I received my PhD in sociology from McMaster University in 2010.
In 2009 I joined Wilfrid Laurier University as an assistant professor in the Contemporary Studies program (now known as Society, Culture and Environment). In 2011, I joined the Department of Criminology. Prior to coming to Laurier, I taught as a lecturer in the Department of Sociology at McMaster University.
My teaching focuses mainly on research methods (both qualitative and quantitative) and criminological theory.
My primary academic interests are in social constructionist and symbolic interactionist theory. I'm particularly interested in how claims-makers convince the public to view certain acts as criminal or problematic. My work also examines how academics themselves construct normality and criminality.
I tend to focus on the types of research questions that lend themselves to qualitative inquiry.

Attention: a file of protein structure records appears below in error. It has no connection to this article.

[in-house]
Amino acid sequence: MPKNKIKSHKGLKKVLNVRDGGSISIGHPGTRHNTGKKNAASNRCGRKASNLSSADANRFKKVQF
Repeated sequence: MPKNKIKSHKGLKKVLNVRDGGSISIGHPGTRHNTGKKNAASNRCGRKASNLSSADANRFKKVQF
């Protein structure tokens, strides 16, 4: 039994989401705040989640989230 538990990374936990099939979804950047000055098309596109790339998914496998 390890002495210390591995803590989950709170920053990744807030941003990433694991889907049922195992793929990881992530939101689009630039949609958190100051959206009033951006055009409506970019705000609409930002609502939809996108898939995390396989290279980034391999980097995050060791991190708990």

Currently, I am working with Stacey Hannem on a project examining how the clients of sex-workers manage the stigma associated with their participation in the sex industry.
I am also working on a study investigating the effectiveness of active learning strategies in helping students grasp key concepts involved in statistical analysis and reasoning.
I am willing to supervise graduate students who are interested in using qualitative approaches or who wish to apply a social constructionist/symbolic interactionist approach to their research.
Sanders, Carrie. B., Tony Christensen & Crystal Weston. “Constructing Crime in a Database: Big Data and the Mangle of Social Problems Work.” Qualitative Sociology Review. (2015)
Eaton, Judy & Tony Christensen. “Closure and its myths: Victims’ families, the death penalty, and the closure argument.” International Review of Victimology. (2014)
Christensen, Tony. “No path to paradise: Deconstructing the promise of public sociology.” The American Sociologist. (2013)
Adorjan, Michael, Tony Christensen, Benjamin Kelly & Dorothy Pawluch. “Stockholm syndrome as vernacular resource.” The Sociological Quarterly. (2012)
Christensen, Tony. “Presumed guilty: Constructing deviance & deviants through techniques of neutralization.” Deviant Behavior. (2010)
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